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V.M. Monnier; Ornithine is a Novel Amino Acid in Human Lens Crystallins and Collagen. V. M. Monnier, D.R. Sell. Departments of Pathology and Biochemistry, Case Western Reserve University, Cleveland, OH . Invest. Ophthalmol. Vis. Sci. 2004;45(13):1688.
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© ARVO (1962-2015); The Authors (2016-present)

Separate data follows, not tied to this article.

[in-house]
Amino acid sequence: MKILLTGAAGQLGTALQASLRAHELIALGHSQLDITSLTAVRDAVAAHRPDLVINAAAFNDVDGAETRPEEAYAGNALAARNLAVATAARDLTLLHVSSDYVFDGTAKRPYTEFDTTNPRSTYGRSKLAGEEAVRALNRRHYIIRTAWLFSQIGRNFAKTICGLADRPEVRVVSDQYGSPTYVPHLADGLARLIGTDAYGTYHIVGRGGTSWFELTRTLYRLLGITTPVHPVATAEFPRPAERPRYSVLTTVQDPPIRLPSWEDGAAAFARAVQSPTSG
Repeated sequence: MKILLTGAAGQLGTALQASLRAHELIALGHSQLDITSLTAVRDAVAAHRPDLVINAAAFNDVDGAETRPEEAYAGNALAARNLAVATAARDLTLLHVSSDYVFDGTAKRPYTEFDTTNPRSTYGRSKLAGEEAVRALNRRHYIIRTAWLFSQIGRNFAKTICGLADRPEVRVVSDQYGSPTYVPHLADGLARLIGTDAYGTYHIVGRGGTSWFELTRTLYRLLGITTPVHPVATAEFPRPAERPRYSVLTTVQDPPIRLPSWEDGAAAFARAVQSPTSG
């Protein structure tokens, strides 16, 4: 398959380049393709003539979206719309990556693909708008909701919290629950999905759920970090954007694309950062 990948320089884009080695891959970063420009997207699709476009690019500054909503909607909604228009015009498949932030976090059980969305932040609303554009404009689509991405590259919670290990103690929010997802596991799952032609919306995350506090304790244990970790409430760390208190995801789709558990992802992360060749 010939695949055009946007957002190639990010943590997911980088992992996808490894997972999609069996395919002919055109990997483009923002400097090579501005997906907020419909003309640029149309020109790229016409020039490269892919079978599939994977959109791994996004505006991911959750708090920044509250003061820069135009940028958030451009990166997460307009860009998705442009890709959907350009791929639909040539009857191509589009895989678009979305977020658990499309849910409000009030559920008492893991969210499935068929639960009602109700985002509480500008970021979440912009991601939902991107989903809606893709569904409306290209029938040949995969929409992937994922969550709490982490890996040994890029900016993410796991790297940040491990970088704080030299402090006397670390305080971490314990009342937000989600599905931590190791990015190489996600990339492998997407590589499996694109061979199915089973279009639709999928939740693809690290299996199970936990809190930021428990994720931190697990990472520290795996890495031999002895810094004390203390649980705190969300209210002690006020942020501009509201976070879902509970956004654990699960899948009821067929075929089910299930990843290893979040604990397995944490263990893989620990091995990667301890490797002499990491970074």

Purpose:Long–lived proteins such as those of the lens and the extracellular matrix undergo age–related postsynthetic modifications which destabilizes them by altering their conformation, charge and helicity, thereby enhancing their resistance toward proteolysis and propensity to aggregate and form amyloid. In addition, they acquire UV photosensitizers which catalyze oxidative damage. The unexpected finding of ornithine (ORN), the decarbamidation product of arginine and reportedly a nonprotein amino acid, in acid hydrolyzates of lens crystallins and skin collagen led us to investigate its source and mechanism of formation. Methods: In order to investigate if ORN was an artifact of acid hydrolysis, the proteins were submitted to a variety of modifications, one of which was reductive alkylation with formaldehyde to dimethyl–ornithine (DM–ORN). Glycated ornithine (G–ORN) as "furosine–ornithine" (FUR–ORN) and carboxymethylated ornithine (CM–ORN) were assayed in acid hydrolysates using appropriate standards. Standards of advanced glycation products (AGEs) of arginine were acid hydrolyzed and assayed for ORN. All assays were performed by liquid chromatography coupled to electrospray ionization mass spectrometry (LC/ESI–MS) with or without derivatization. Results: ORN in acid hydrolysates of human lens and skin proteins increased from approximately 1 to 15 nmol/mg protein from ages 10 to 90 yrs. With modification of the protein by reductive alkylation, DM–ORN increased with age from 0.5 to 15 and 0 to 5 nmoles/mg protein in lens and skin, respectively. CM–ORN and FUR–ORN increased with age in human skin from 0 to 30 and 0 to 180 pmol/mg protein, respectively. Acid hydrolysis of a variety of arginine–based AGEs showed yields of ORN increased in the following order: methylglyoxal (MG) and glyoxal (G)–derived imidazoline crosslinks (MODIC < GODIC) < glucosepane < hydroimidazolones (MG–H1 < G–H1) < pentosidine < argpyrimidine. Conclusions:The age–related increase in DM–ORN, CM–ORN and FUR–ORN provides evidence for the in vivo formation of ORN in aging human tissue proteins. The exact mechanism of ORN formation is unclear, but the data suggest arginine–based AGE products might serve as precursors for the in vivo formation of ornithine from arginine. The appearance of ORN in aging human proteins might represent a compensatory mechanism aimed at regenerating the protein charge that is lost upon in vivo modification of ARG by carbonyl stressors of the Maillard reaction involving reducing sugars, oxoaldehydes or ascorbate.
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